Shingle Layering, The Good, The Bad, The Ugly.
Before roofers can begin hauling materials onto a roof to start the installation process, they first have to tear off the old shingle layer. This part of the job can be strenuous and can take a lot of time. Depending on how many layers of materials are on the roof, some roof tear-offs can take longer than others.
Some roofers will claim that there are more advantages than disadvantages to layer over a previous layer of shingles. Sure, it may save a buck here or there for a property owner, but the long term effect can be devasting. Relayering can be a convenient timesaver for a roofing crew, but the additional layer of shingles can drastically shorten the life of a roof.
Many city codes state that two layers of shingles are the maximum limit. However, roofers today still find roofs with three or even four shingle layers. Shingle layers and various roofing materials being installed on top of one another is a huge concern that roofers find. That’s when the bad can turn ugly for a homeowner.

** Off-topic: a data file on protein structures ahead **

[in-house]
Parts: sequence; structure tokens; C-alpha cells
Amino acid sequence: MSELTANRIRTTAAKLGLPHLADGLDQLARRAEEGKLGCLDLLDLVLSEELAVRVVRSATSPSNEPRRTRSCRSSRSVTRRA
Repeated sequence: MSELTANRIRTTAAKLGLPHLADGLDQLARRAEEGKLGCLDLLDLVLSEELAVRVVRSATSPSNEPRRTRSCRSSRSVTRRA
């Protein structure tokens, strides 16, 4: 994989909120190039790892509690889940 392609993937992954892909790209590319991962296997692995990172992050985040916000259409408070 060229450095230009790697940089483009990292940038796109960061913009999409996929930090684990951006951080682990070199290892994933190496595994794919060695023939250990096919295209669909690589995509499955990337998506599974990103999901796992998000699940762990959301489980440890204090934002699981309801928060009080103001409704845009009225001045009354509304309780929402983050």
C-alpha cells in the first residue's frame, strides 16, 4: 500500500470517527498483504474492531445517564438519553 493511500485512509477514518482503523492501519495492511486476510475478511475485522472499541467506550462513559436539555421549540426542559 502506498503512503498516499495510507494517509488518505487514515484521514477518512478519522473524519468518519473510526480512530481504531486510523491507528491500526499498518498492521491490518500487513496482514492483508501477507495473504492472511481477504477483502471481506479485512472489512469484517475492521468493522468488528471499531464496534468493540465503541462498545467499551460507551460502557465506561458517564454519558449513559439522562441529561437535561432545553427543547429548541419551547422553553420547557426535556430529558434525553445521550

Improperly installing material is incredibly hard on the lifespan of the structure of a roof. Trapped heat from layers can cause materials to decompose, different materials on top of one another trap water which can cause leaks, and the weight of many layers can eventually cause risk for the roof sagging between rafters. Sagging creates what looks like ripples or the hills on a rollercoaster. Sagging can cause a roof to collapse. This is the reason why most codes only allow two layers of materials.
So what’s the good you ask? Aspen Contracting NEVER lays shingles over another layer. We believe in doing the job right from the start. We make sure that our roofing crews safely removed all layers of shingles and the proper materials such as ice and water shield or our Aspen underlayment in installed before they start to shingle a property with beautiful roofing materials.
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